Canadian Furniture World and the Undertaker, April 1918, p52: "PRESIDENT OF CANADIAN SYMPHONOLA COMPANY HAS HAD EXTENSIVE EXPERIENCE - The president of the Canadian Symphonola Talking Machine Co. Ltd., whose plant is located on Brock Ave., Toronto, is Mr. William Long, who has had extensive experience in the piano business. Prior to going into the manufacture of talking machines, Mr. Long spent a good deal of time and money studying the intricacies of the talking machine, in order to perfect a sound-chamber and get the correct proportions for his machines before starting to manufacture them. Before entering the selling end of the piano business Mr. Long had a number of years of practical experience in the piano business, so that he is well qualified to direct both the manufacturing and selling activities of the Canadian Symphonola Company."

Talking Machine World, August 15, 1919, p. 115: "Canadian Symphonola Co., Ltd., Toronto, have decided to increase their capital stock from $50,000 to $150,000 and have also made a number of factory alterations and improvements. The millroom has been enlarged and the dry kiln, which was formerly in the main factory, is being removed to a separate building. Mr. Long, president of the Canadian Symphonola Co., Ltd., in conversation with our correspondent, predicted that the coming autumn would see the usual scramble for goods greatly intensified and his advice is to order early."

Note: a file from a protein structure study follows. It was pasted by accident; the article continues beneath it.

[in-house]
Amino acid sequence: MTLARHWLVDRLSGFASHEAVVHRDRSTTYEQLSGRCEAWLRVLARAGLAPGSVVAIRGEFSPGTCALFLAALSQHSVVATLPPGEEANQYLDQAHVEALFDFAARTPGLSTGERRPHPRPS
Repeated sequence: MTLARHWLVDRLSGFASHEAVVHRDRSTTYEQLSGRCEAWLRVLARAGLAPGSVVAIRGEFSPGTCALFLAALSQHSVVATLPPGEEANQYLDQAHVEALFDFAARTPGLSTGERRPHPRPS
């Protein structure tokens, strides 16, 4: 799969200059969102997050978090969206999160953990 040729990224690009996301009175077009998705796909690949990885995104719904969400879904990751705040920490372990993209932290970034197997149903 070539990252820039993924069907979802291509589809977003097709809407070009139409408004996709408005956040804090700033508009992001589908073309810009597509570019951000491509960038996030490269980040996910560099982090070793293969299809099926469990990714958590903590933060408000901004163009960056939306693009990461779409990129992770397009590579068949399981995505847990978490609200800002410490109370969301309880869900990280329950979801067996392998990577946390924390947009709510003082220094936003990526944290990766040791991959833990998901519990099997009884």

Machine for sale in Toronto, February 2009 (photos by Keith Wright).

Curiously, the soundbox has the Phonola trademark on it:

Canadian Music Trades Journal, April, 1917, p. 60. Announcement of the Symphonola phonograph to the music trade.

CMTJ, July, 1917, p. 64-65.

CMTJ, August, 1917, p. 86-87.

Betty Minaker Pratt supplies this ad from Toronto Daily Star, Sept. 7, 1917, p. 18 asking for a man to take charge of office for the Symphonola factory, 31 Brock Ave.:

Canadian Furniture World and the Undertaker, September 1917, p. 50.

Toronto Daily Star, October 20, 1917, p. 2 (cropped by KW).

CMTJ, October, 1917, p. 54.

Toronto Daily Star, November 3, 1917, p. 2.

Toronto Daily Star, December 15, 1917, p. 6.

Toronto Daily Star, January 5, 1918, p. 2.

CMTJ, March, 1918, p. 88.

Toronto Daily Star, April 20, 1918 p. 2.

Toronto Daily Star, March 15, 1919 p. 4.

Toronto Daily Star, September 27, 1919 p. 2.

Toronto World, November 23, 1919, p. 38:

Morning Leader, December 15, 1921, p. 8. An advert for Mason and Risch that names two Symphonola models (mahogany and oak.

Richard Kuchinsky sends, "I am currently a resident (and Condo Board member)of the Brock Lofts that were the original home for this company (31 Brock Ave, Toronto)." And supplied this photograph of the address in August, 2009.

Jeff Cook sends in the following pictures with the comments:

"I own a Symphonola (see attachments) which has been in my family for many years...It still plays quite well and is in excellent shape...":

This reproducer was for sale in Toronto in November, 2009. It reads 'The New Symphonola', 'Master of Melody' and 'Toronto Canada'. I am assuming this is the same marque. (Photo courtesy of Arthur Zimmerman, hands courtesy of KW.)

In 2014, owner Jeff Clark kept open his Orono Antique Market long enough for me to take these pictures. He was already late for a family dinner. He also told me I'd be disappointed when I opened it up. I was as there was a modern electric turntable inside.

6,800 Square Foot Multi-Vendor Antique Market, 6 Park Street, Orono, P.O. Box 249, L0B 1M0.< br>
(photos by Keith Wright)

A Symphonola for sale in Toronto in 2023.

Two more Symphonolas for sale through Facebook Marketplace in 2023. Photographs submitted by Mike Bryan.